Melissa McCarthy has another box office hit on her hands, following a strong opening weekend for The Boss. Despite garnering terrible reviews, the R-rated comedy earned $23.5 million in its debut, narrowly taking the No. 1 spot from Batman v. Superman. With the movie marking McCarthy’s third No. 1 opening (after 2013’s Identity Thief and last summer’s Spy) and her fifth commercial success in a row, it’s clear that the actress is in the midst of a box office hot streak. Still, The Boss‘s critical pummeling begs the question: Does McCarthy’s box office power actually hurt her career?
Since 2011’s Bridesmaids, McCarthy has been one of the most in-demand actresses in Hollywood, with audiences eager to see her exhibit more of her comedic prowess on the big screen. But though the actress has had no problem lining up starring vehicles in the years since, her choices have even largely uneven, with each new flick proving to be hit-or-miss among critics and fans alike.
Case in point? Identity Thief and Tammy, released in 2013 and 2014, were both critically panned, earning a 19% and a 23% score on Rotten Tomatoes, respectively. The Heat earned relatively positive reviews (65% RT score), but most of the praise was not for McCarthy herself, but for her chemistry with co-star Sandra Bullock. Same goes for 2014’s St. Vincent (77%), which saw her splitting the bill with another favorite, Bill Murray. Which brings us to last year’s Spy (94%), the only movie that has come close to delivering that hilariously original McCarthy magic we’ve all been waiting to see again since Bridesmaids.
Throughout all of these ups and downs though, one thing has been consistent. While her movies have brought in widely mixed reviews (in fact, one could argue there’s been more bad than good), each of them has managed to bring an impressively healthy box office revenue, even while getting critically panned. Identity Thief grossed $174 million worldwide, while Tammy brought in $100.5 million. The Boss — now her worst-reviewed comedy to date — only looks to continue the trend, overcoming an 18% RT score to get to No. 1.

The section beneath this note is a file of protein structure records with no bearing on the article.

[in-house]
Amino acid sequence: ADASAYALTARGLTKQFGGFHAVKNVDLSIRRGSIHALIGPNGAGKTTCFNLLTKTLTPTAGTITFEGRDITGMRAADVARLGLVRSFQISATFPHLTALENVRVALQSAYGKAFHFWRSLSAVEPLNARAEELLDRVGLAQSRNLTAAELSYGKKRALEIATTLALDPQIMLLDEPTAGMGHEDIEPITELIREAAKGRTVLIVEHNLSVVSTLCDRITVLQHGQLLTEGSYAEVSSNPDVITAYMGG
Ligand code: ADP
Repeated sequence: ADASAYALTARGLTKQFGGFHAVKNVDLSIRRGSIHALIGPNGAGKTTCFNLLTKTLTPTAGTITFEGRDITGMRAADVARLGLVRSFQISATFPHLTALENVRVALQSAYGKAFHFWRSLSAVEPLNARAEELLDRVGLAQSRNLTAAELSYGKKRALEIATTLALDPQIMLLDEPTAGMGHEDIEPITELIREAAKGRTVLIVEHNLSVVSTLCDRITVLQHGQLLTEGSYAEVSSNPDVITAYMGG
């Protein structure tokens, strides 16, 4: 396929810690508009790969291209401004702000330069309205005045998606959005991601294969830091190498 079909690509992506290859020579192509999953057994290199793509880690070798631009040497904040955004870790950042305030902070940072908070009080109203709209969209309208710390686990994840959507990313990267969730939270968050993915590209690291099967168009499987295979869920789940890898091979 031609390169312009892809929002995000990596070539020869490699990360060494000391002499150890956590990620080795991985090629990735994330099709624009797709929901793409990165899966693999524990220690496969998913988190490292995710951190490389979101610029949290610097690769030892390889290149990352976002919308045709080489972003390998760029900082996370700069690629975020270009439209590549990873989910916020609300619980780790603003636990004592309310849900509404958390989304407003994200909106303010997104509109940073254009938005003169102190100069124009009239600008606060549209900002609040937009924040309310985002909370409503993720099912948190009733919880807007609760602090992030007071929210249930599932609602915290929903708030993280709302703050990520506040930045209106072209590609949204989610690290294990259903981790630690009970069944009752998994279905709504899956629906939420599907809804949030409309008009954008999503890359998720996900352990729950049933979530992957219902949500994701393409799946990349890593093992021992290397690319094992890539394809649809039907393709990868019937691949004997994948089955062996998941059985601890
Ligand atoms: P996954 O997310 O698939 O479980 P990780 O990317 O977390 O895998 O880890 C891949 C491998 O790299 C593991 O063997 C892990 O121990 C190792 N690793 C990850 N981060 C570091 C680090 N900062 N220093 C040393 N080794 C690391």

But while there’s no arguing McCarthy’s bankability right now, there is a question of just how long she can stay untouchable. Some have already started drawing unflattering parallels between her and Adam Sandler, who saw a similar box office record in his heyday but has since become one of the industry’s favorite punch lines.
That’s a bit of a harsh comparison if you ask me, but audiences do seem to be wising up. Just look at The Boss: The movie, while profitable for Universal, earned a terrible C+ CinemaScore, suggesting that viewer enthusiasm for McCarthy’s slapstick fare is starting to ebb.
To be fair, she’s hardly the first comedian to make a few bad movies (again, Sandler) and McCarthy still has plenty of room to turn things around. For one thing, most people are still rooting for her, mainly because we all know that she is capable of, and deserves, better than what she’s been churning out.
For another, there’s a clear pattern to her hits and misses. Almost all of her movies with director Paul Feig (Bridesmaids, The Heat, Spy) have done well both critically and commercially and it’s not hard to see why. All of these titles, while still imbued with McCarthy’s signature slapstick comedy, gave the actress at least a few minutes of vulnerability, in which she is able to inject a little sincerity to her usually brash, over-the-top characters.
On the other hand, her collaborations with husband Ben Falcone, such as Tammy and The Boss? Well, not so much. It’s something that hasn’t gone unnoticed by both critics and fans, who collectively groaned when it was just announced that the two would be teaming up for yet another comedy, Life of the Party (that title doesn’t inspire much hope either).
Still, it’s not all bad news. McCarthy re-teamed with Feig for this summer’s highly anticipated Ghostbusters. Hopefully, the reboot will be able to recapture some of the terrific ensemble work we applauded in Bridesmaids and remind us of why we all fell in love with McCarthy in the first place — which is that, yes, she’s a moneymaking movie star, but she’s also genuinely funny.